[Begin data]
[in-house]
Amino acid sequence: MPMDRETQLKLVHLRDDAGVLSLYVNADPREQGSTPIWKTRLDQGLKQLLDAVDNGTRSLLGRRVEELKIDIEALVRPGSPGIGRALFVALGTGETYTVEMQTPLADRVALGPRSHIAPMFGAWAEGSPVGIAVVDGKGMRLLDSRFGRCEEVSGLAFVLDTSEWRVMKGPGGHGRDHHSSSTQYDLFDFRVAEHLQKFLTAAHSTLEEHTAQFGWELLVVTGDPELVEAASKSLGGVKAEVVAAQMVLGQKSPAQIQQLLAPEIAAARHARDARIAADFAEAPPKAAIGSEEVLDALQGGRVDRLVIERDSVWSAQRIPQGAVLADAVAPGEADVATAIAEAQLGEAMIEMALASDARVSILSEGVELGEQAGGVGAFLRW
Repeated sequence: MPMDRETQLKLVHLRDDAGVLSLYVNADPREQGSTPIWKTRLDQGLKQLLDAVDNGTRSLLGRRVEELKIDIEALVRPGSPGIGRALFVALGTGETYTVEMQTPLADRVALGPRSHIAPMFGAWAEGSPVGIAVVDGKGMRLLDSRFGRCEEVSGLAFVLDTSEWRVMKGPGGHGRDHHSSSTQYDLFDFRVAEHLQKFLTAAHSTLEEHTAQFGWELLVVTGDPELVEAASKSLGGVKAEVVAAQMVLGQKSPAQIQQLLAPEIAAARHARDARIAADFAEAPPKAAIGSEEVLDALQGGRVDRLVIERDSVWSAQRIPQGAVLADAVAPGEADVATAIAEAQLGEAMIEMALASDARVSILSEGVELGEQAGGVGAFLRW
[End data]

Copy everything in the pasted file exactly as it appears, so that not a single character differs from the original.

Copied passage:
[in-house]
Amino acid sequence: MPMDRETQLKLVHLRDDAGVLSLYVNADPREQGSTPIWKTRLDQGLKQLLDAVDNGTRSLLGRRVEELKIDIEALVRPGSPGIGRALFVALGTGETYTVEMQTPLADRVALGPRSHIAPMFGAWAEGSPVGIAVVDGKGMRLLDSRFGRCEEVSGLAFVLDTSEWRVMKGPGGHGRDHHSSSTQYDLFDFRVAEHLQKFLTAAHSTLEEHTAQFGWELLVVTGDPELVEAASKSLGGVKAEVVAAQMVLGQKSPAQIQQLLAPEIAAARHARDARIAADFAEAPPKAAIGSEEVLDALQGGRVDRLVIERDSVWSAQRIPQGAVLADAVAPGEADVATAIAEAQLGEAMIEMALASDARVSILSEGVELGEQAGGVGAFLRW
Repeated sequence: MPMDRETQLKLVHLRDDAGVLSLYVNADPREQGSTPIWKTRLDQGLKQLLDAVDNGTRSLLGRRVEELKIDIEALVRPGSPGIGRALFVALGTGETYTVEMQTPLADRVALGPRSHIAPMFGAWAEGSPVGIAVVDGKGMRLLDSRFGRCEEVSGLAFVLDTSEWRVMKGPGGHGRDHHSSSTQYDLFDFRVAEHLQKFLTAAHSTLEEHTAQFGWELLVVTGDPELVEAASKSLGGVKAEVVAAQMVLGQKSPAQIQQLLAPEIAAARHARDARIAADFAEAPPKAAIGSEEVLDALQGGRVDRLVIERDSVWSAQRIPQGAVLADAVAPGEADVATAIAEAQLGEAMIEMALASDARVSILSEGVELGEQAGGVGAFLRW